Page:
Git and Zsh tips

- 2 mins

Yesterday I published my first screencast where I performed the Roman Numerals kata. At the beginning of the screencast I typed the command tpipe on the bottom panel which essentially opened a named pipe. I describe most of the process here so I won’t go much into details.

What I will show is the little commands I added to my .zshrc file that provides me with the above command:

function tpipe () {
  mkfifo test-commands
  echo 'while true; do sh -c "$(cat test-commands)"; done' > run-test.sh
  sh run-test.sh
}

So when I call the command in a pane it:

In my .vimrc file I have the following line that maps \o keystroke and runs all the tests:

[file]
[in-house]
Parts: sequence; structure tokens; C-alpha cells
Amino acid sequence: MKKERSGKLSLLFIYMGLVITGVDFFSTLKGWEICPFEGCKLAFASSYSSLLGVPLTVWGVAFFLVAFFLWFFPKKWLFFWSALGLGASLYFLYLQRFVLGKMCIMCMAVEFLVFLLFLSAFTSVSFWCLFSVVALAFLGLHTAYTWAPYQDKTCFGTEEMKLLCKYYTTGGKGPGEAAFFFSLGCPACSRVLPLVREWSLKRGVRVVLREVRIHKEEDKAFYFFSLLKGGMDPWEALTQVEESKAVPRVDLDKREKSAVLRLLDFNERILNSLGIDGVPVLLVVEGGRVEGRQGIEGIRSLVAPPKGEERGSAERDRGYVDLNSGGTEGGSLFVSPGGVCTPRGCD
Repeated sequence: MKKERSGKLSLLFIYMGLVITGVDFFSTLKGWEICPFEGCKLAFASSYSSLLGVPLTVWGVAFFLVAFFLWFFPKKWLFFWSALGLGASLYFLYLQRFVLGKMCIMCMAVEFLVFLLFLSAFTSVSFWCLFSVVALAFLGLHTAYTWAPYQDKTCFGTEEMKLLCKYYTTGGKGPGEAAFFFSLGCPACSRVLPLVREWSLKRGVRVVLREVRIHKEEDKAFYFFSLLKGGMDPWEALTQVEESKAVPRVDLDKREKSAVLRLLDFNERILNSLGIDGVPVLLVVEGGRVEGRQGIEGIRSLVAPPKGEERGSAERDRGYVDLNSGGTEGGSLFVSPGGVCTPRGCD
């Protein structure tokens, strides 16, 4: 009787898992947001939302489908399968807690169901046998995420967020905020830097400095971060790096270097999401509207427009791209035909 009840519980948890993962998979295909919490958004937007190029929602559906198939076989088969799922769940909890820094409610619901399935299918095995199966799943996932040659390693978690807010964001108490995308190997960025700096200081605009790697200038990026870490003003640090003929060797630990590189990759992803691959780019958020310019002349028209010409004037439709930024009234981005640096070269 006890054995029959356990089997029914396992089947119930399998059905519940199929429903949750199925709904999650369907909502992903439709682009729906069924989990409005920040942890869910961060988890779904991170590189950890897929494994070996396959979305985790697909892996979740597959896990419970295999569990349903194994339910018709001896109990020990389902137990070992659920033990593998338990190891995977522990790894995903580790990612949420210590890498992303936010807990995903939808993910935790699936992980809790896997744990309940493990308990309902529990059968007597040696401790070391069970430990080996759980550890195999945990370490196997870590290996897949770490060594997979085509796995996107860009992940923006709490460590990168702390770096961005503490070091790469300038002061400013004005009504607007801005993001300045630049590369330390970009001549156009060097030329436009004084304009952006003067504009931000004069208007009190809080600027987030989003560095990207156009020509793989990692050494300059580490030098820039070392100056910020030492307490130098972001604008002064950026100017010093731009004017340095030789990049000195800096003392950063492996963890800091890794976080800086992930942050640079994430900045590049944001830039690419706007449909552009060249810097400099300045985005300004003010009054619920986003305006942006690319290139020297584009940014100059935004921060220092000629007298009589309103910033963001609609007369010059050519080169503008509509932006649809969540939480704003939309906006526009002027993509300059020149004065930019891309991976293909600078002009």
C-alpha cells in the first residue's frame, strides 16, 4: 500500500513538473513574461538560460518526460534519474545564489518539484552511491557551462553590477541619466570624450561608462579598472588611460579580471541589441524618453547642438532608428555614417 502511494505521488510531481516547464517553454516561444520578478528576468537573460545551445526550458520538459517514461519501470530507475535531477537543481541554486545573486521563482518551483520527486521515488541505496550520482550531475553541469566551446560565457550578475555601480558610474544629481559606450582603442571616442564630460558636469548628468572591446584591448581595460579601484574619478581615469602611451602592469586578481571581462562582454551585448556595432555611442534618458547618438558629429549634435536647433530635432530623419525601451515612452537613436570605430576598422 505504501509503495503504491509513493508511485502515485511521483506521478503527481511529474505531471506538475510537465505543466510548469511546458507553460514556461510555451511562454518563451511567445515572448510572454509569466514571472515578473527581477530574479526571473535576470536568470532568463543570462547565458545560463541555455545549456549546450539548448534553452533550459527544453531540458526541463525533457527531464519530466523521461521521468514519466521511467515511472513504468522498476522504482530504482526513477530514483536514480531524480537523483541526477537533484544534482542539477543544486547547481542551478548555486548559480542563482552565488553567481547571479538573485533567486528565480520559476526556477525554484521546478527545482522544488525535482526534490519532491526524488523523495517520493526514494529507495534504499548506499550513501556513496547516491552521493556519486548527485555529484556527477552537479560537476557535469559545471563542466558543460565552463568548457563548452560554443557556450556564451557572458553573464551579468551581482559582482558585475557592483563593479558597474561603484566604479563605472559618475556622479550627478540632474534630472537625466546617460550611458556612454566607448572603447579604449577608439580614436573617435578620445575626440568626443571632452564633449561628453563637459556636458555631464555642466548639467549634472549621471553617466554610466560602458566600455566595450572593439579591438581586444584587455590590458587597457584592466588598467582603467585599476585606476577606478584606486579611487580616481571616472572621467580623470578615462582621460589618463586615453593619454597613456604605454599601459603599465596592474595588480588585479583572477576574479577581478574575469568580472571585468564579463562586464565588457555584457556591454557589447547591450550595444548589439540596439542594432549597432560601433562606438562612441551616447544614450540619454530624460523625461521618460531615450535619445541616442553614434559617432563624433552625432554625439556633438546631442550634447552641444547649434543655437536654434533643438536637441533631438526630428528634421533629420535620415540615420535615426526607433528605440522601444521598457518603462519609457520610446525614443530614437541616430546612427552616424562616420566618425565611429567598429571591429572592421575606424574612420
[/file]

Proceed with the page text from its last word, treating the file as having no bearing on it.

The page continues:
nnoremap <silent> \o :w\|: !echo "clear; rspec $(grep . -l *_spec.rb)" > test-commands<cr>

I’m sure there’s a better (more clever) way of doing this but since I accepted the first thing that made sense to me when I was messing around and trying to get it to work.

Git log

For a while now I’ve been meaning to create a custom function that displays my commit log in a nicer format than the standard git log. After playing around for few mins and using the guidelines here I put together this:

function gitl () {
  git log -$1 --pretty=format:'%Cred %aD | %H |%Cgreen %an %Cblue| %s' | cat
}

I would attach a picture to show the output but didn’t get around to confiure my blog in order to take images but will update when doing so. To see the result though you can simply copy the line and paste it into an existing project and replace the -$1 part with number of commits you want to see.

Another few example aliases I have are the below:

alias -g gitc='git diff --cached'

alias -g gitd='git diff'

alias -g gits='git status'

Even though I’ve only recently put them up, you can find my .dotfiles here for more info.

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